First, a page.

Horses have very large teeth that you can easily see. Unlike humans, dogs, and cats, horses’ teeth do not have an enamel coating.
Instead, they have cementum, which is more porous and softer than enamel. This material absorbs pigments from the food you feed your horses and with time it gets yellow or brown.
This is normal, and you don’t need to brush your horse’s teeth to remove the yellow coloring. However, if your horse has tartar, it is good to consider brushing your horse’s teeth with recommended toothpaste for horses.
If you find brushing your horse’s teeth strange, keep reading to find out more!
How can toothpaste help horses keep their teeth clean?
Many horse owners are surprised that some people brush their horse’s teeth. This is true, and some equine dentists recommend brushing your horse’s teeth if they are covered with tartar.
What exactly is tartar and what risks does it pose to your horse?
Tartar is a yellow-gray substance that develops on lower canine teeth and it can also appear on the incisors. The substance is hard and thick, and it is commonly found in horses whose food contains high sugar content.
Tartar buildup leads to gum irritation, and this can cause discomfort or bleeding.
Additionally, it can also lead to gingivitis and in some cases tooth decay.
Removing tartar is recommended and your vet can show you how to do it.
Using toothpaste to brush your horse’s teeth can be a good way to get rid of tartar and keep the teeth clean.
Would you need to use toothpaste?
Brushing your horse teeth is not mandatory but doing that can be of benefit. This is because brushing your horse teeth prevents tartar and plaque buildup.
Moreover, it can prevent cavity formation especially if your horse takes molasses and other sweet treats.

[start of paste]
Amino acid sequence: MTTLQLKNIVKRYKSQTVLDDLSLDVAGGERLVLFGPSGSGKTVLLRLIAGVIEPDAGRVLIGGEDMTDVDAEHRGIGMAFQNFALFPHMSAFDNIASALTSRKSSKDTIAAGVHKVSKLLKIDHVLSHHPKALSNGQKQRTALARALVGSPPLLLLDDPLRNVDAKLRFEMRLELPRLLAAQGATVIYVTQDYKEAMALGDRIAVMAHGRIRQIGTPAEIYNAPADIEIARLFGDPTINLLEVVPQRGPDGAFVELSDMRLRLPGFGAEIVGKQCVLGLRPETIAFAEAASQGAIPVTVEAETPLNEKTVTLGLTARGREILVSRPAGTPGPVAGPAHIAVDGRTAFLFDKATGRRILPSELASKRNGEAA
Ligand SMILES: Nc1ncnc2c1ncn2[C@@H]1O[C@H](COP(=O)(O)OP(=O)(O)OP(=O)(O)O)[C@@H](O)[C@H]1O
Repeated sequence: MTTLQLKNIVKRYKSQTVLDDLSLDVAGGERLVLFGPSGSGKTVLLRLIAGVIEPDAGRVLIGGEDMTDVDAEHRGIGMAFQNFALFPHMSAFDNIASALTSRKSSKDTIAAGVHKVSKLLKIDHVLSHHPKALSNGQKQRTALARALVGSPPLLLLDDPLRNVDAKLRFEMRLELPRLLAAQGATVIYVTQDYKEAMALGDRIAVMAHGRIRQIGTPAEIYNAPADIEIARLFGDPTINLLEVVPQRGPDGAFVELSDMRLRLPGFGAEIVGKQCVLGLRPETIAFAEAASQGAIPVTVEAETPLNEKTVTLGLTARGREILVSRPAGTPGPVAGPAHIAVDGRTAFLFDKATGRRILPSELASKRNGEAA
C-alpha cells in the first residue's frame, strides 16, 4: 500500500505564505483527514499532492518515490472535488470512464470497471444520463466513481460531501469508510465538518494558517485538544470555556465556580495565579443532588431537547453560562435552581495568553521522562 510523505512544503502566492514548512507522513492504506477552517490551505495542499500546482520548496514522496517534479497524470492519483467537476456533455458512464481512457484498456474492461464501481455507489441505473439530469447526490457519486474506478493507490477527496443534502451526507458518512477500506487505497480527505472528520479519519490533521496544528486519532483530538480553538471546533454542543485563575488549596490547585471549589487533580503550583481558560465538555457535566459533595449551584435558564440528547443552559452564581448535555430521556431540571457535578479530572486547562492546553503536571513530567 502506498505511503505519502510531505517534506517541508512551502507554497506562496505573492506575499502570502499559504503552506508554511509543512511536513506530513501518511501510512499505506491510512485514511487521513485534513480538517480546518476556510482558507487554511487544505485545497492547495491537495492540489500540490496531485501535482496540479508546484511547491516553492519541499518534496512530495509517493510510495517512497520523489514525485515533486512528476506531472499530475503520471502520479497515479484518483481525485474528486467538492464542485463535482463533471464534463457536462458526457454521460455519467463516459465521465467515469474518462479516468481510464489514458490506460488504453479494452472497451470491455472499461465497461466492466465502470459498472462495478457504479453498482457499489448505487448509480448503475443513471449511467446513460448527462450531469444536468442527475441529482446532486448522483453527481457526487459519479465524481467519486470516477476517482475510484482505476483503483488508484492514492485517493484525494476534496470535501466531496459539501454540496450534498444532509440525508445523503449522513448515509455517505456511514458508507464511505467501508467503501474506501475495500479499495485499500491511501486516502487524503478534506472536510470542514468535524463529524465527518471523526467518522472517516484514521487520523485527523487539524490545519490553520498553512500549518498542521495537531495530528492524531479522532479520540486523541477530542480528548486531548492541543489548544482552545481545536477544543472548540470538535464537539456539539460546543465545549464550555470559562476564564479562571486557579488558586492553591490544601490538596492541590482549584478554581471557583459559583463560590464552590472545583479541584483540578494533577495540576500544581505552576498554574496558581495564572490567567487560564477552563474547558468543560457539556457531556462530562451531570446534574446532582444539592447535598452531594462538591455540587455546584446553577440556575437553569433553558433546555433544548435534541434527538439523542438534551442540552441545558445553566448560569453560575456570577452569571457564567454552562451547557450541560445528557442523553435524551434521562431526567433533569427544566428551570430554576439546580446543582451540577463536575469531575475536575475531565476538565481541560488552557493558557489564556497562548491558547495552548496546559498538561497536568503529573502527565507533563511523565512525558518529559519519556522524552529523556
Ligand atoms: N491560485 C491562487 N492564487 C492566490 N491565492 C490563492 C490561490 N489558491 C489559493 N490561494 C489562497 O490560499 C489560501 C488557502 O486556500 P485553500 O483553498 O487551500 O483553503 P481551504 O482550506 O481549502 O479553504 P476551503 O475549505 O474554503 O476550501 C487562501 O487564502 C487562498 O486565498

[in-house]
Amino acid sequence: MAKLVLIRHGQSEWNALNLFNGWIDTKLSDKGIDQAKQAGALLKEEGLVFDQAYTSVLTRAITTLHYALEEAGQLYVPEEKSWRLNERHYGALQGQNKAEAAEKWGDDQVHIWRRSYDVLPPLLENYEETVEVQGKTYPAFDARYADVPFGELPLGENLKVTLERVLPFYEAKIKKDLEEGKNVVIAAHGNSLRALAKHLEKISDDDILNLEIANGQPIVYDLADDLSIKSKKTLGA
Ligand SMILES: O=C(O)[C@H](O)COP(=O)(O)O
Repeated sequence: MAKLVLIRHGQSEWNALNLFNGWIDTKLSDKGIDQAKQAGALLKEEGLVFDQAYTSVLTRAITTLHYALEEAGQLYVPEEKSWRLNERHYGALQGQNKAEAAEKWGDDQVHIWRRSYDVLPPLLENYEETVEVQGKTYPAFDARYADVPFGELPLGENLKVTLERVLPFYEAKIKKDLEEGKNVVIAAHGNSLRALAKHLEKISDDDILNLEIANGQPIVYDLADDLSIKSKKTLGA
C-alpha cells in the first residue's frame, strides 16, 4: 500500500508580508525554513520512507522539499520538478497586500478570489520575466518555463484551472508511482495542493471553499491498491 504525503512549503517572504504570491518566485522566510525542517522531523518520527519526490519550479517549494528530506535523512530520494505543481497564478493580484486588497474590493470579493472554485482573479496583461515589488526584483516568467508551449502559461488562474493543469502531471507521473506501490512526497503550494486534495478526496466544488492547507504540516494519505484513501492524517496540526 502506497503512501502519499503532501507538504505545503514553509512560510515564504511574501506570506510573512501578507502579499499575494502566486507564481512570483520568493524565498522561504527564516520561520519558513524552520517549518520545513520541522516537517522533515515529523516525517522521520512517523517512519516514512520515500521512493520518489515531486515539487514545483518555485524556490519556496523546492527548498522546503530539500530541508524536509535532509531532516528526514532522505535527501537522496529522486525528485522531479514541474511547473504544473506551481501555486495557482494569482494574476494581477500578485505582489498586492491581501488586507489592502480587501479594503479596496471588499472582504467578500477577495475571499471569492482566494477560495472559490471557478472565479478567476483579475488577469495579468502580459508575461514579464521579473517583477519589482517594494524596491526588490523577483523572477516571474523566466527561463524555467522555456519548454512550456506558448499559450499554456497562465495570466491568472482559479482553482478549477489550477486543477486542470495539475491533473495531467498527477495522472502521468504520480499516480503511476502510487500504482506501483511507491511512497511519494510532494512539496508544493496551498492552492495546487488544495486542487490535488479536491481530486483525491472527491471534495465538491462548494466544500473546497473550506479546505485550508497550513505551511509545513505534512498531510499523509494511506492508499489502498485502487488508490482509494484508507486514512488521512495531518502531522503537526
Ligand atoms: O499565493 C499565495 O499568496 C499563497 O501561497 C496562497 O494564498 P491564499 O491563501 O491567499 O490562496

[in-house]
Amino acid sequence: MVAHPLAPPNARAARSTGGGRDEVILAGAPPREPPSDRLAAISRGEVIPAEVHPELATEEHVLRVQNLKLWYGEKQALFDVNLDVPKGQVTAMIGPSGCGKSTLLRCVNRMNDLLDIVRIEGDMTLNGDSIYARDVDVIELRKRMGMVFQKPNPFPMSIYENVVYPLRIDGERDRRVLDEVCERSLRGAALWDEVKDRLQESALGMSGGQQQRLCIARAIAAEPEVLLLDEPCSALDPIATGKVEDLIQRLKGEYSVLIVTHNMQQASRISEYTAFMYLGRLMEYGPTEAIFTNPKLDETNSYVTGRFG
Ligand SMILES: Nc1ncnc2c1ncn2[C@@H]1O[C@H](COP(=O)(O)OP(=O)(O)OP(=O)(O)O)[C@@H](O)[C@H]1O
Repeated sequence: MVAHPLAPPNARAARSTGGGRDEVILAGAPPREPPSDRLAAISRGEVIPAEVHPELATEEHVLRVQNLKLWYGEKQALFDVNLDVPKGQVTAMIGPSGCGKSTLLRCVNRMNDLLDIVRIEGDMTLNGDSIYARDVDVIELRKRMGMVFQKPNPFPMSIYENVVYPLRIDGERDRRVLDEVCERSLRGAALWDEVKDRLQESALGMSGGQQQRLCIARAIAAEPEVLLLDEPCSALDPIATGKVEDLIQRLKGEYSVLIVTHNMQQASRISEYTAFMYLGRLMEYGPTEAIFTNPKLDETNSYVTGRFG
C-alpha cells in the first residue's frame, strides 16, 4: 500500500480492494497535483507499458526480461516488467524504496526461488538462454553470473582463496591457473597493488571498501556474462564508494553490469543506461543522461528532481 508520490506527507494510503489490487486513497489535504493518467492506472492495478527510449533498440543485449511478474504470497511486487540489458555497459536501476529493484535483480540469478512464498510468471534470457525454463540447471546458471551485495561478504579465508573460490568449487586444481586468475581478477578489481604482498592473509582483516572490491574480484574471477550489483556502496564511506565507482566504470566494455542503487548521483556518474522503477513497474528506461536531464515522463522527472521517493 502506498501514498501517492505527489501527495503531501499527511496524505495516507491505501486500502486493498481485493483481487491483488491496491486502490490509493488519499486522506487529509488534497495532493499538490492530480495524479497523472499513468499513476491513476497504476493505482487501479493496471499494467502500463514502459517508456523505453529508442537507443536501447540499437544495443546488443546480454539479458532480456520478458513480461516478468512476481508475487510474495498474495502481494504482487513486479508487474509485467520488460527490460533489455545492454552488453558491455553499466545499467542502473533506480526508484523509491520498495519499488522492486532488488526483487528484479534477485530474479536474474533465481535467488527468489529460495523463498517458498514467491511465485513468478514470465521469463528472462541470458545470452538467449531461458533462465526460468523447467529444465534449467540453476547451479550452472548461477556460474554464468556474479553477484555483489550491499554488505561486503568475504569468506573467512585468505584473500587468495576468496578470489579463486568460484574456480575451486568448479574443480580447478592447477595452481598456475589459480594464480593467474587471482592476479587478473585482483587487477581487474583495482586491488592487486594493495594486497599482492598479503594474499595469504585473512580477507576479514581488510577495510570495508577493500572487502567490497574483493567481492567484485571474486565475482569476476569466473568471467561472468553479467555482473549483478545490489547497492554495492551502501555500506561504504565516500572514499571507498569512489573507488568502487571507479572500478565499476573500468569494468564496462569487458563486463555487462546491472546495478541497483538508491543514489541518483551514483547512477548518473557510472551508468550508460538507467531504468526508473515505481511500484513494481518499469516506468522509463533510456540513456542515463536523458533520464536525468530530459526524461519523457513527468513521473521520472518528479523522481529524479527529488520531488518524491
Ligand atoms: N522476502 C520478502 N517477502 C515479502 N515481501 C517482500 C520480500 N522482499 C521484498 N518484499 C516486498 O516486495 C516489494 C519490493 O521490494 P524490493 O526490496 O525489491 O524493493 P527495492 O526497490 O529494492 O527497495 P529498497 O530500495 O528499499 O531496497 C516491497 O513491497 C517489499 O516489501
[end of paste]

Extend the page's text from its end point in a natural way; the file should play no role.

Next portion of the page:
Your vet can brush your horse’s teeth during routine checkups. Also, vet-recommended toothbrush removes tartar and plaque build-up, leaving their teeth clean.
Related: The 9 Surprising Home Remedies for Cracked Horse Hooves
What ingredients are in toothpaste?
If you choose to brush your horse’s teeth at home, getting the right toothbrush and toothpaste is recommended.
Get vet-approved toothpaste that contains a blend of natural ingredients to protect your horse.
Contains the following active ingredients:
- Baking soda.
- Natural flavors.
How to brush a horse’s teeth?
You can choose veterinary help to clean your horse’s teeth or do it yourself at home if your horse is not a biter. If you are brushing his teeth for the first time, you have to make him familiar with a toothbrush in his mouth. With time, and patience, your horse will get used and it will be easy to brush his teeth.
Once your horse is comfortable with items like a toothbrush in his mouth, he will not be shocked when you want to brush his teeth. It is great to get a damp and large toothbrush to brush your horse’s teeth gently without irritating his sensitive gum.
Start by brushing the front teeth because this is where most food build-up is found.